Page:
DuWayne Zamzow is proud of his Pomeranian heritage. For his volunteers efforts he is being recognized with a Jefferson Award.
Zamzow and his brother co-founded the Pommerscher Verein of Central Wisconsin.
Members of the cultural group trace their lineage to the former Pomeranian region of Germany, which became part of northern Poland after World War Two.
Thousands of them settled in Marathon County, many in the Town of Berlin.
"We have an appreciation and want to show and enjoy doing things our ancestors did and keep those things alive," Zamzow said.
To do that group members share their folk dances at parades and cultural festivals. Plus, they hold monthly meetings and speak Plattdeutsch or Low German.
In the Berlin Town Center they have a museum filled with pictures and artifacts and a library to trace local genealogy.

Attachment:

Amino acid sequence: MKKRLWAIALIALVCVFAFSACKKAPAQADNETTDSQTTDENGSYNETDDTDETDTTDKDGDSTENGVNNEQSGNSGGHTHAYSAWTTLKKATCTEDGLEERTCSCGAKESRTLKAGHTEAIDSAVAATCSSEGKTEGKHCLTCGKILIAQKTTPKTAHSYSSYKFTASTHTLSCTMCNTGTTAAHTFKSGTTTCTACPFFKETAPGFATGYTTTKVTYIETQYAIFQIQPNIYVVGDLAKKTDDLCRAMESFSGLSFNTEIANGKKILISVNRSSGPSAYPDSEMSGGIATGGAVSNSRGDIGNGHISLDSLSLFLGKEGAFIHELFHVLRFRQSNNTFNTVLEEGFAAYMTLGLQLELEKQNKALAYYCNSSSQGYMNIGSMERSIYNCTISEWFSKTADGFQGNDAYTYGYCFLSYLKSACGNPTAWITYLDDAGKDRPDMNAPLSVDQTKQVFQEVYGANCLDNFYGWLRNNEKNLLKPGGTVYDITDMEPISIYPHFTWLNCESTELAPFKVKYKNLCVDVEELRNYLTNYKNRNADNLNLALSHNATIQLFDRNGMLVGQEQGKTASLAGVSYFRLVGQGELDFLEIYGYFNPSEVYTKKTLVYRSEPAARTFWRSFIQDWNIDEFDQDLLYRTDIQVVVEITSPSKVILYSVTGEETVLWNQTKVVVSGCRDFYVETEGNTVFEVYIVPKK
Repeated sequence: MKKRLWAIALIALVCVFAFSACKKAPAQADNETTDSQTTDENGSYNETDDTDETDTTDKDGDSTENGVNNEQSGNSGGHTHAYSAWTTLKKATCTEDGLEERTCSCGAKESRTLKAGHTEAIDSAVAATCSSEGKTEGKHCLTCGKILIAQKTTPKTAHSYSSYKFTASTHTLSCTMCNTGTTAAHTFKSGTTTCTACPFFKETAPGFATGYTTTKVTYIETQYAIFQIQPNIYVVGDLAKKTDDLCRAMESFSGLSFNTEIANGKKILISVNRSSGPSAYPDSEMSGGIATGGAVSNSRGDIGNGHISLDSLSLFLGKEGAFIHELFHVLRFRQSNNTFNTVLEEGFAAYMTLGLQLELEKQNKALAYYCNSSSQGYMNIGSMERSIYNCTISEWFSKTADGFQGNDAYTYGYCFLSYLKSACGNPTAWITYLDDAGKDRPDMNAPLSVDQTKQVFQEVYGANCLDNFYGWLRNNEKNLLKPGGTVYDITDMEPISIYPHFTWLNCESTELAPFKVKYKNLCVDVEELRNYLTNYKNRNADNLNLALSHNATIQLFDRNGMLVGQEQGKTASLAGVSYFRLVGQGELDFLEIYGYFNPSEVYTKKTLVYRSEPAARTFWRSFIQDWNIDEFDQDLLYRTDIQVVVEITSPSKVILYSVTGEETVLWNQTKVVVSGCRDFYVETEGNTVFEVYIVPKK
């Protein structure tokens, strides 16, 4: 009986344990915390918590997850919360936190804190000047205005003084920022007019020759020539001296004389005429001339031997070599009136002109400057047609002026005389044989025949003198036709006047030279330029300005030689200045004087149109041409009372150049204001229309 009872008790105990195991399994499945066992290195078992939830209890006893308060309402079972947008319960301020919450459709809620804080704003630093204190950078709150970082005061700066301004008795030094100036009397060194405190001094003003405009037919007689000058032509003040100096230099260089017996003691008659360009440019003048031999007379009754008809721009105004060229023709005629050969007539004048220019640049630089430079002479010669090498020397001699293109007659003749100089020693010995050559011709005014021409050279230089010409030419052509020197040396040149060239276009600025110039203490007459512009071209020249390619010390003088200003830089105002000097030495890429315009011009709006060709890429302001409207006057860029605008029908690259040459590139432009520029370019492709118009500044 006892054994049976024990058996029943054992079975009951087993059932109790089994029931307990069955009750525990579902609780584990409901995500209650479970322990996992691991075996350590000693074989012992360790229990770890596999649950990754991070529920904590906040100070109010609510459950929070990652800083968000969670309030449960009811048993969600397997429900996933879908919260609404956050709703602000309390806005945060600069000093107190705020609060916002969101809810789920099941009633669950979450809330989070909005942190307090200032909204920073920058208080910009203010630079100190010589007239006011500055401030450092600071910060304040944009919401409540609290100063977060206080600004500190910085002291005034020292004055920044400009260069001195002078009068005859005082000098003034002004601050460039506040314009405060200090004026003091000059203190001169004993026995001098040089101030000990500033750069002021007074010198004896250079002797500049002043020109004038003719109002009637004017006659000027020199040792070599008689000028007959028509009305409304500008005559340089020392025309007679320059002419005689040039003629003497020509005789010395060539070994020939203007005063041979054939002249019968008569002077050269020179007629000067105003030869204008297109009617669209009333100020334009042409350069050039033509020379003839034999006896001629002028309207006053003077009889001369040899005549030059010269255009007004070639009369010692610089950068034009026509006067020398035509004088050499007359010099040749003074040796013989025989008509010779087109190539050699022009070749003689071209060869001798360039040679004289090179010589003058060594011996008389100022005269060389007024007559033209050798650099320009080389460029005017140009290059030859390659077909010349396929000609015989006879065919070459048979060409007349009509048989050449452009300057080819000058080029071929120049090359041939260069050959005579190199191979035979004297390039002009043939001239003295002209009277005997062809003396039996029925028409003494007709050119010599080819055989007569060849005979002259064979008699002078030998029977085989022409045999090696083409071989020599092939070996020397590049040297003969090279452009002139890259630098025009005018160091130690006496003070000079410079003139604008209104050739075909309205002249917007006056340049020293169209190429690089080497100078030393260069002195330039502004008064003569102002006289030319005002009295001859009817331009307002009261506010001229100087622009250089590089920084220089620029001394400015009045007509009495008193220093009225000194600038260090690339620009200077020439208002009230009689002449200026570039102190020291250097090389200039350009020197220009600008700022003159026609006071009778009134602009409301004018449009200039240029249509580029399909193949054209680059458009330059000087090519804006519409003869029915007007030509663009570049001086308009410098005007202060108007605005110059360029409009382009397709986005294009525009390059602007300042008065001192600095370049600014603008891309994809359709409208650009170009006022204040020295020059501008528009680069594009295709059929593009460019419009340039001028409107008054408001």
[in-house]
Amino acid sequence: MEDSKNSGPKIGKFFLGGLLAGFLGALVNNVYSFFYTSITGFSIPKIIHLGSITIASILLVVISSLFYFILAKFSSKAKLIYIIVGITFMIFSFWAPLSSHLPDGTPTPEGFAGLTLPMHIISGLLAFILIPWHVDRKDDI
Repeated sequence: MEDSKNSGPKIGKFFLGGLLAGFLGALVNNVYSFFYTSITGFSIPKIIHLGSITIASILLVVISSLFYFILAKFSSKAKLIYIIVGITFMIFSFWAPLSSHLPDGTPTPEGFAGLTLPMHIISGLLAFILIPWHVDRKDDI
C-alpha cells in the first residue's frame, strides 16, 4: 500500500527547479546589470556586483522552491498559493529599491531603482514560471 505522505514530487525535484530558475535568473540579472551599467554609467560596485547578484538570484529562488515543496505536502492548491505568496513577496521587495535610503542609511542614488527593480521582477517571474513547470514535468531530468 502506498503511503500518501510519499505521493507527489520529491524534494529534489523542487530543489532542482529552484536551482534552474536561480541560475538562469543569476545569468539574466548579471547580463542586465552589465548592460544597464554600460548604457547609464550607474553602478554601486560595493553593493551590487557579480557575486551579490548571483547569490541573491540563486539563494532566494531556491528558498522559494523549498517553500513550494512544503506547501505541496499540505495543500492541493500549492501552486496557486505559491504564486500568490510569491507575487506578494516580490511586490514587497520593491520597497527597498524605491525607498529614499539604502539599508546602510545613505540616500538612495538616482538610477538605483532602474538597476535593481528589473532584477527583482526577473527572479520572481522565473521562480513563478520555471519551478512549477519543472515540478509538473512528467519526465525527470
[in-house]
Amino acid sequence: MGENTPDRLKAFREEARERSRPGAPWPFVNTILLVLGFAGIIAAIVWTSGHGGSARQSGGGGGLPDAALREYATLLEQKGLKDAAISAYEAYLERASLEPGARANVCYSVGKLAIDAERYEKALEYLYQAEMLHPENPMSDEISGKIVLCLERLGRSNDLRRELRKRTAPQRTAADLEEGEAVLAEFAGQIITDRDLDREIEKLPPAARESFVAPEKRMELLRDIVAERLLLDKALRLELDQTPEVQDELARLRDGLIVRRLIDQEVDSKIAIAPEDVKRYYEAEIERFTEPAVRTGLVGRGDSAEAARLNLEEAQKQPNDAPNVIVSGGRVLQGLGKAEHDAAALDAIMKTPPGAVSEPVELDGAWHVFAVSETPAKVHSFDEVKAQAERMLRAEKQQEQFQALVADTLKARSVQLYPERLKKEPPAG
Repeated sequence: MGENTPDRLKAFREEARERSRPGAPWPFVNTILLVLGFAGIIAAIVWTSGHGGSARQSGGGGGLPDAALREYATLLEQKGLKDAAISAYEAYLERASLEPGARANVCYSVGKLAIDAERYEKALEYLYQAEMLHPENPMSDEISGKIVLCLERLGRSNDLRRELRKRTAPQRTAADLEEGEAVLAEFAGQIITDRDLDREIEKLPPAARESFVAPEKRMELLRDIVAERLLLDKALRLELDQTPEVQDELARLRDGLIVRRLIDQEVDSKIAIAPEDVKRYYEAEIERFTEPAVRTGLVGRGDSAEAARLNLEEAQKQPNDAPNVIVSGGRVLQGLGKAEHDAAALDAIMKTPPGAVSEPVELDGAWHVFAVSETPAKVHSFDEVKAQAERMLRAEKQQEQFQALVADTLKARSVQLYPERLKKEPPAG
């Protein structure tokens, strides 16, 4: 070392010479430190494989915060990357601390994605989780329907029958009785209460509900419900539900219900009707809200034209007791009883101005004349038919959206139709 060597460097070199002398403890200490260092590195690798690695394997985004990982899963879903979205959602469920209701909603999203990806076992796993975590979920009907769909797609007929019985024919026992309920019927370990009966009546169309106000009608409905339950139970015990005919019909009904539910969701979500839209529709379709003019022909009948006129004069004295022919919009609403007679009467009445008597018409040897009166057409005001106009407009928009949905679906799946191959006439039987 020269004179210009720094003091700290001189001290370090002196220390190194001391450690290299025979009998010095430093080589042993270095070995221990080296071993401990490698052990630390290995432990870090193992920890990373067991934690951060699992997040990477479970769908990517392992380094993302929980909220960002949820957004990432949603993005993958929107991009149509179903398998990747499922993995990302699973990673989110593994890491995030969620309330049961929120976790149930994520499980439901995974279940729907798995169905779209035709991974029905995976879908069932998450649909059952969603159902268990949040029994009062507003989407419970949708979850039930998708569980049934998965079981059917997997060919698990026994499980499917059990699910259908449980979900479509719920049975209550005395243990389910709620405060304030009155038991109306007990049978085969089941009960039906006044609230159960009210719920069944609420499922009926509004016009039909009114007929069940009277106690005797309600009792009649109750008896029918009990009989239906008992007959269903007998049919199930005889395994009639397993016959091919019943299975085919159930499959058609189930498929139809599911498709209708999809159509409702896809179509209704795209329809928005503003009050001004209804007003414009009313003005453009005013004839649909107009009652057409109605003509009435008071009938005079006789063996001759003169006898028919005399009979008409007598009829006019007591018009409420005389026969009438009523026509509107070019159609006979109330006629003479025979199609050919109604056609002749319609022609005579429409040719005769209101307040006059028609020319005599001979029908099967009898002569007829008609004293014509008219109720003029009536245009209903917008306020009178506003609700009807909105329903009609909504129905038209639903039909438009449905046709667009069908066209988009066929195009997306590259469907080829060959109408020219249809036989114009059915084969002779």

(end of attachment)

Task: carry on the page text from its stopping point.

"The theme of this whole operation and two rooms in this building is all volunteer work," librarian Laurel Hoffmann said.
So the area's settlers aren't forgotten, the group raised money to buy a granite memorial with paver bricks.
There is also a state historical marker, a short walk from the intersection where our story began, the heart of Marathon County's Pomeranian settlement.
"I love history and I think it is so important to leave for the generations after us," Zamzow said.
The snowmobile trails opened in Vilas CountyFriday at 5 p.m.
More light snow on the way, and a bit of a warming trend too.
Students from Evergreen Elementary School in Kronenwetter do their part to help spread holiday cheer this year.
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